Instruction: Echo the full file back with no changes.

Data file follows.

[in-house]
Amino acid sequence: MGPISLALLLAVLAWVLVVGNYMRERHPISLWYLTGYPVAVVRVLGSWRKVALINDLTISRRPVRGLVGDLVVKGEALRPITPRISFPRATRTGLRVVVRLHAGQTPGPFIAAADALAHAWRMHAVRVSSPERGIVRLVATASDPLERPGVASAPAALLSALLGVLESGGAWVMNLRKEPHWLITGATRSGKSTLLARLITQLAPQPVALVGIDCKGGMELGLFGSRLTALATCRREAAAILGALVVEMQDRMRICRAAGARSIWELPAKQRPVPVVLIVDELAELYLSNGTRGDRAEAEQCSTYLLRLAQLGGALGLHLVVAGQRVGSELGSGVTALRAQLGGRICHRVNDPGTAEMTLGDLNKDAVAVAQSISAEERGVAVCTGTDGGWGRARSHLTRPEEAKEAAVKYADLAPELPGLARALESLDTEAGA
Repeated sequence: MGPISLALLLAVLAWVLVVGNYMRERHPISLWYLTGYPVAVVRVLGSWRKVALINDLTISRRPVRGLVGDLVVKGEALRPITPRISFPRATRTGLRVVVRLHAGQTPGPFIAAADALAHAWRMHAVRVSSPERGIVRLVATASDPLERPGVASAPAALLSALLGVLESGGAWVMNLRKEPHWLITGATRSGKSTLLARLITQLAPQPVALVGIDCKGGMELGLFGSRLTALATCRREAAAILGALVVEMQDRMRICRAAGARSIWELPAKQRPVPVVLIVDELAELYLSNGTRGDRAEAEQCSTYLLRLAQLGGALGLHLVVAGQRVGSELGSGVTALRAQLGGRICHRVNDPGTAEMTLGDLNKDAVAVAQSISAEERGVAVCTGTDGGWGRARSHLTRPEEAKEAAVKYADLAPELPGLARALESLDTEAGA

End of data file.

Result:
[in-house]
Amino acid sequence: MGPISLALLLAVLAWVLVVGNYMRERHPISLWYLTGYPVAVVRVLGSWRKVALINDLTISRRPVRGLVGDLVVKGEALRPITPRISFPRATRTGLRVVVRLHAGQTPGPFIAAADALAHAWRMHAVRVSSPERGIVRLVATASDPLERPGVASAPAALLSALLGVLESGGAWVMNLRKEPHWLITGATRSGKSTLLARLITQLAPQPVALVGIDCKGGMELGLFGSRLTALATCRREAAAILGALVVEMQDRMRICRAAGARSIWELPAKQRPVPVVLIVDELAELYLSNGTRGDRAEAEQCSTYLLRLAQLGGALGLHLVVAGQRVGSELGSGVTALRAQLGGRICHRVNDPGTAEMTLGDLNKDAVAVAQSISAEERGVAVCTGTDGGWGRARSHLTRPEEAKEAAVKYADLAPELPGLARALESLDTEAGA
Repeated sequence: MGPISLALLLAVLAWVLVVGNYMRERHPISLWYLTGYPVAVVRVLGSWRKVALINDLTISRRPVRGLVGDLVVKGEALRPITPRISFPRATRTGLRVVVRLHAGQTPGPFIAAADALAHAWRMHAVRVSSPERGIVRLVATASDPLERPGVASAPAALLSALLGVLESGGAWVMNLRKEPHWLITGATRSGKSTLLARLITQLAPQPVALVGIDCKGGMELGLFGSRLTALATCRREAAAILGALVVEMQDRMRICRAAGARSIWELPAKQRPVPVVLIVDELAELYLSNGTRGDRAEAEQCSTYLLRLAQLGGALGLHLVVAGQRVGSELGSGVTALRAQLGGRICHRVNDPGTAEMTLGDLNKDAVAVAQSISAEERGVAVCTGTDGGWGRARSHLTRPEEAKEAAVKYADLAPELPGLARALESLDTEAGA